“Many of our animal patients are dangerous and aggressive,” says Dr Bryant. “They are inherently wild and so have a vigorous fight or flight response. Different animals have different behavioural responses and different weapons. Controlling them might mean a brief period of physical restraint of a small mammal or bird and administering anaesthesia in oxygen by facemask. With larger animals like lions, it might be by a dart. Or it might be the animal might happily submit to standing by a fence.”
For the record, Bryant says one of the trickiest animals to fit effectively onto an operating table is an ostrich.
Dr Bryant grew up in suburban Sydney in the ’70s, exploring creeks and wild spots of local bush. His backyard shared a fence with a couple of hectares that were home to dairy cows. “We had family friends who had a dairy farm and we would go and milk their cows and run their operations for them when they went on holiday,” he says. “All those experiences consolidated into a conviction that veterinary medicine was the path for me.”
Like many kids of the era, he enjoyed the books of vet James Herriot, best known for the All Creatures Great and Small series, later made into television and films. To this day, the public is fascinated by the life of vets, with no fewer than six reality TV programs dedicated to the profession.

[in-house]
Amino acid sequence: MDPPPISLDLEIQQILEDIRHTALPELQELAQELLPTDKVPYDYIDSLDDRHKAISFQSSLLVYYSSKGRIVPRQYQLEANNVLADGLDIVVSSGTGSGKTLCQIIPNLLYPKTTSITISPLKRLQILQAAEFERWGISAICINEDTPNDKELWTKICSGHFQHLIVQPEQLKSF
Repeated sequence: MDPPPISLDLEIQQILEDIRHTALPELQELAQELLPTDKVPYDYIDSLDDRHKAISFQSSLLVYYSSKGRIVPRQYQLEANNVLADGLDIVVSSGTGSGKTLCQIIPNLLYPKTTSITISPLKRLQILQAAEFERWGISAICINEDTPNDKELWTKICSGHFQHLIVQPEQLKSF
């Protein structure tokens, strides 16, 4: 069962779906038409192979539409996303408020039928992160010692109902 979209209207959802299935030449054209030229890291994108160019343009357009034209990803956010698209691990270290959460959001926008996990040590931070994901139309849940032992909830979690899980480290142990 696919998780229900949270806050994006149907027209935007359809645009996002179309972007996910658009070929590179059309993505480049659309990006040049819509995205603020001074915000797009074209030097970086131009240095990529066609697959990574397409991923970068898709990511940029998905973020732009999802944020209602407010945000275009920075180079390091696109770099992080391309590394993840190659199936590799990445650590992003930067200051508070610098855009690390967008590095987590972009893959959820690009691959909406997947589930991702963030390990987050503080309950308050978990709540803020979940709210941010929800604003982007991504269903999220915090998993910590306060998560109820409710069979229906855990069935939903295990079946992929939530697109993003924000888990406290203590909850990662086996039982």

After working in private practice for nine years, dealing with rather less exotic species than he does now, Bryant applied for a wildlife medicine residency at Taronga Zoo in Sydney, and concurrently enrolled in a Masters of Veterinary Studies in Wildlife Medicine and Husbandry through the university.
Taronga now offers a program as an extramural training partner of Sydney University’s Faculty of Veterinary Science, so he comes into regular contact with young students. “I think young people are much more aware now of the challenges that the natural world faces,” he says.
It might be expected that the veterinarian field is one of high burnout from stress, but Dr Bryant is a walking testimony to the benefits of doing a job you love. You wouldn’t expect someone on the frontline of extinction intervention to be so, well, eternally cheerful.
“I’m ever the optimist,” he says with a laugh. “I’m hoping that we might retrieve the Sumatran rhino from the brink of extinction by the application of ingenuity and science and our human genius for cooperation. I’m sitting here out on the grass on a beautiful Dubbo day and catastrophe seems very remote in this instance.”
Written By Jenny Valentish